On May 27, 2022, the U.S. Food and Drug Administration (FDA) approved nivolumab (Opdivo®) in combination with fluoropyrimidine- and platinum-based chemotherapy and nivolumab in combination with ipilimumab (Yervoy®) for the first-line treatment of patients with advanced or metastatic esophageal squamous cell carcinoma (ESCC).
Efficacy was evaluated in a randomized, active-controlled, open-label trial (CHECKMATE-648; NCT03143153) of 970 patients with previously untreated unresectable advanced, recurrent, or metastatic ESCC. Prior treatment with curative intent was allowed if patients completed it more than six months before enrolling in the trial. The trial excluded patients with symptomatic brain metastasis, with active autoimmune disease, receiving systemic corticosteroids or immunosuppressants, or at high risk for bleeding or fistula because of apparent invasion of tumor to organs adjacent to the esophageal tumor. Patients were randomly allocated 1:1:1 to receive one of the following treatments:
- Nivolumab 240 mg on days 1 and 15, fluorouracil 800 mg/m2 per day via IV infusion on days 1–5 (for five days), and cisplatin 80 mg/m2 via IV infusion on day 1 of a four-week cycle
- Nivolumab 3 mg/kg every two weeks in combination with ipilimumab 1 mg/kg every six weeks
- Fluorouracil 800 mg/m2 per day via IV infusion on days 1–5 (for five days) and cisplatin 80 mg/m2 via IV infusion on day 1 of a four-week cycle
The major efficacy outcome measures were overall survival (OS) and blinded independent central review (BICR)-assessed progression-free survival (PFS). The trial demonstrated statistically significant improvements in OS in all randomized patients and in the subpopulation with tumor cell (TC) PD-L1 ≥ 1% for both nivolumab-containing regimens when individually compared to chemotherapy.
In the intention-to-treat (ITT) population, OS results revealed:
- HR of the comparison nivolumab, fluorouracil, and cisplatin versus chemotherapy was 0.74 (95% CI = 0.61, 0.90; p = 0.0021).
- HR of the comparison of nivolumab and ipilimumab versus chemotherapy was 0.78 (95% CI = 0.65, 0.95; p = 0.0110).
In the ITT population, the median OS was 13.2 months (95% CI = 11.1, 15.7) in the nivolumab, fluorouracil, and cisplatin arm; 12.8 months (95% CI = 11.3, 15.5) in the nivolumab and ipilimumab arm; and 10.7 months (95% CI = 9.4, 11.9) in the fluorouracil and cisplatin arm.
In the TC PD-L1 ≥ 1% population, OS results revealed:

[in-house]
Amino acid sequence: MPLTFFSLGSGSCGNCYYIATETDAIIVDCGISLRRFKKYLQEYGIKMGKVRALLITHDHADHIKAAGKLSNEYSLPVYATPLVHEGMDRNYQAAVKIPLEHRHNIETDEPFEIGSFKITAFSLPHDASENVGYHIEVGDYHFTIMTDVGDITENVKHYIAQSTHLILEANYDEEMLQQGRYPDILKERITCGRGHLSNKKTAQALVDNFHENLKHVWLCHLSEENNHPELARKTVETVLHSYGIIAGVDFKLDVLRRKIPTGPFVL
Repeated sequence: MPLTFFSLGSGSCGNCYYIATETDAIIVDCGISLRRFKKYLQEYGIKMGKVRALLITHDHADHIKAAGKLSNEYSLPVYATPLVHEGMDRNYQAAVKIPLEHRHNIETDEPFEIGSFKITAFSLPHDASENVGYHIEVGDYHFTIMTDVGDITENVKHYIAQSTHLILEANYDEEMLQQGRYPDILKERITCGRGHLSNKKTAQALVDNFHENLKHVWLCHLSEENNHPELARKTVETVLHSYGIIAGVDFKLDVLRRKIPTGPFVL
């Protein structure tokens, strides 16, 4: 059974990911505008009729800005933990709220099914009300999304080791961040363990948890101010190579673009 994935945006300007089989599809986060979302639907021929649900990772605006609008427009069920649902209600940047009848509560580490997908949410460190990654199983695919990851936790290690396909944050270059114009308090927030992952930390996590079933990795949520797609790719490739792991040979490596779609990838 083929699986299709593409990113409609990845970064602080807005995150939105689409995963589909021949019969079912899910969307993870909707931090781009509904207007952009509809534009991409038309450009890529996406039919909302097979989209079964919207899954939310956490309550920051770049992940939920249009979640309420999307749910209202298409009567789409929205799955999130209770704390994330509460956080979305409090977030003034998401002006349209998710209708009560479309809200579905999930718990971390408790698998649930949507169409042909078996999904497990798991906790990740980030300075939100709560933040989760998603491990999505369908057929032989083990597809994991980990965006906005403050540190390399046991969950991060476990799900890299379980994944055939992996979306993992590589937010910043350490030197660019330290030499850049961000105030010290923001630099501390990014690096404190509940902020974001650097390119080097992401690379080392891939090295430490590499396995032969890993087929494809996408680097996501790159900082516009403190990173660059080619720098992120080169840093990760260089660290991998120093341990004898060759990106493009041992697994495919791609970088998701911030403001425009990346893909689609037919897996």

- HR for the comparison nivolumab, fluorouracil, and cisplatin versus chemotherapy alone was 0.54 (95% CI = 0.41, 0.71; p < 0.0001).
- HR of the comparison of nivolumab and ipilimumab versus chemotherapy was 0.64 (95% CI = 0.49, 0.84; p = 0.0010).
The most common adverse reactions occurring in 20% or more of patients treated with nivolumab and fluoropyrimidine- and platinum-containing chemotherapy in CHECKMATE-648 were nausea, decreased appetite, fatigue, constipation, stomatitis, diarrhea, and vomiting. The most common adverse reactions reported in 20% or more of patients treated with nivolumab and ipilimumab in CHECKMATE-648 were rash, fatigue, pyrexia, nausea, diarrhea, and constipation.
The recommended nivolumab dose is 240 mg every two weeks or 480 mg every four weeks in combination with fluoropyrimidine- and platinum-containing chemotherapy; or 3 mg/kg every two weeks or 360 mg every three weeks with ipilimumab 1 mg/kg every six weeks.
The review was conducted under Project Orbis, an initiative of FDA’s Oncology Center of Excellence. Project Orbis provides a framework for concurrent submission and review of oncology drugs among international partners. For the review, FDA collaborated with the Australian Therapeutic Goods Administration, Health Canada, Israel’s Ministry of Health Pharmaceutical Administration, and Switzerland’s Swissmedic. The application reviews may be ongoing at the other regulatory agencies.
The review used the Real-Time Oncology Review pilot program, which streamlined data submission prior to the filing of the entire clinical application, and the Assessment Aid, a voluntary submission from the applicant to facilitate FDA’s assessment.
Nivolumab was granted orphan drug designation for esophageal cancer.
Healthcare professionals should report all serious adverse events they suspect are associated with the use of any medicine and device to FDA’s MedWatch Reporting System or by calling 800-FDA-1088.